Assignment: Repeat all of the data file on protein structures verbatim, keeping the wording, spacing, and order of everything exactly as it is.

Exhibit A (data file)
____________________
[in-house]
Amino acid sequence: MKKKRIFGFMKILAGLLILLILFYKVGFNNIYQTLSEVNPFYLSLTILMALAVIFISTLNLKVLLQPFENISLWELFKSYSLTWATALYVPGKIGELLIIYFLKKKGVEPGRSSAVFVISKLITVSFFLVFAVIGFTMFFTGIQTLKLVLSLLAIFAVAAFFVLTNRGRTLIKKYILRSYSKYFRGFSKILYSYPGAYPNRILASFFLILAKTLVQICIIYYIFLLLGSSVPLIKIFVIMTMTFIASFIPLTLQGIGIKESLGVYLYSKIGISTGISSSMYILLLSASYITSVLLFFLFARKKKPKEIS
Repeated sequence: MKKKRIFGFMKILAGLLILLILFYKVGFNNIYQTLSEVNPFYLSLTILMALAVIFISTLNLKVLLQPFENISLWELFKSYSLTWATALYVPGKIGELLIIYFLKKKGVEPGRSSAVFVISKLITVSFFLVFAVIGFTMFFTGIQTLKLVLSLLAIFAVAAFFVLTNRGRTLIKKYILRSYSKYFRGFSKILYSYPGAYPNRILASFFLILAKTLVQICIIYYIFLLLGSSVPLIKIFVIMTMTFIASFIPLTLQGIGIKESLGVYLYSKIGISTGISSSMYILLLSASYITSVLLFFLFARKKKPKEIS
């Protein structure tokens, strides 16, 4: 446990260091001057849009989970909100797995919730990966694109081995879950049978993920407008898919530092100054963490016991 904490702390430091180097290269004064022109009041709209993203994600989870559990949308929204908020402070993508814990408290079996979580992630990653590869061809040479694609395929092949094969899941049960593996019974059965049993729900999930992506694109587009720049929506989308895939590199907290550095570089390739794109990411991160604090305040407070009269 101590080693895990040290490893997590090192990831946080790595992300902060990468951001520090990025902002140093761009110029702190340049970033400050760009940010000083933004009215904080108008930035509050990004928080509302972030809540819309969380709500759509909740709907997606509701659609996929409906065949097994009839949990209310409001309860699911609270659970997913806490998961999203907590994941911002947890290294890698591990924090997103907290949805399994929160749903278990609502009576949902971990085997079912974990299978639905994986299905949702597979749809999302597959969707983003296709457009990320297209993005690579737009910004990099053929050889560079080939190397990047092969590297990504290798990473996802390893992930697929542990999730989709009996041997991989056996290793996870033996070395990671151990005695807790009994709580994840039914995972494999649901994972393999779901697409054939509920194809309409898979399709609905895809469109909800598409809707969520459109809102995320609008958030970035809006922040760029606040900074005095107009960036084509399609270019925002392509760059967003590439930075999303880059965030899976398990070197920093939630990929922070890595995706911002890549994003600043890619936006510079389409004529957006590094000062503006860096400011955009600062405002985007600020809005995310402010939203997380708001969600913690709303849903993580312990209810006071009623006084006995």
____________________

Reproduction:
[in-house]
Amino acid sequence: MKKKRIFGFMKILAGLLILLILFYKVGFNNIYQTLSEVNPFYLSLTILMALAVIFISTLNLKVLLQPFENISLWELFKSYSLTWATALYVPGKIGELLIIYFLKKKGVEPGRSSAVFVISKLITVSFFLVFAVIGFTMFFTGIQTLKLVLSLLAIFAVAAFFVLTNRGRTLIKKYILRSYSKYFRGFSKILYSYPGAYPNRILASFFLILAKTLVQICIIYYIFLLLGSSVPLIKIFVIMTMTFIASFIPLTLQGIGIKESLGVYLYSKIGISTGISSSMYILLLSASYITSVLLFFLFARKKKPKEIS
Repeated sequence: MKKKRIFGFMKILAGLLILLILFYKVGFNNIYQTLSEVNPFYLSLTILMALAVIFISTLNLKVLLQPFENISLWELFKSYSLTWATALYVPGKIGELLIIYFLKKKGVEPGRSSAVFVISKLITVSFFLVFAVIGFTMFFTGIQTLKLVLSLLAIFAVAAFFVLTNRGRTLIKKYILRSYSKYFRGFSKILYSYPGAYPNRILASFFLILAKTLVQICIIYYIFLLLGSSVPLIKIFVIMTMTFIASFIPLTLQGIGIKESLGVYLYSKIGISTGISSSMYILLLSASYITSVLLFFLFARKKKPKEIS
């Protein structure tokens, strides 16, 4: 446990260091001057849009989970909100797995919730990966694109081995879950049978993920407008898919530092100054963490016991 904490702390430091180097290269004064022109009041709209993203994600989870559990949308929204908020402070993508814990408290079996979580992630990653590869061809040479694609395929092949094969899941049960593996019974059965049993729900999930992506694109587009720049929506989308895939590199907290550095570089390739794109990411991160604090305040407070009269 101590080693895990040290490893997590090192990831946080790595992300902060990468951001520090990025902002140093761009110029702190340049970033400050760009940010000083933004009215904080108008930035509050990004928080509302972030809540819309969380709500759509909740709907997606509701659609996929409906065949097994009839949990209310409001309860699911609270659970997913806490998961999203907590994941911002947890290294890698591990924090997103907290949805399994929160749903278990609502009576949902971990085997079912974990299978639905994986299905949702597979749809999302597959969707983003296709457009990320297209993005690579737009910004990099053929050889560079080939190397990047092969590297990504290798990473996802390893992930697929542990999730989709009996041997991989056996290793996870033996070395990671151990005695807790009994709580994840039914995972494999649901994972393999779901697409054939509920194809309409898979399709609905895809469109909800598409809707969520459109809102995320609008958030970035809006922040760029606040900074005095107009960036084509399609270019925002392509760059967003590439930075999303880059965030899976398990070197920093939630990929922070890595995706911002890549994003600043890619936006510079389409004529957006590094000062503006860096400011955009600062405002985007600020809005995310402010939203997380708001969600913690709303849903993580312990209810006071009623006084006995």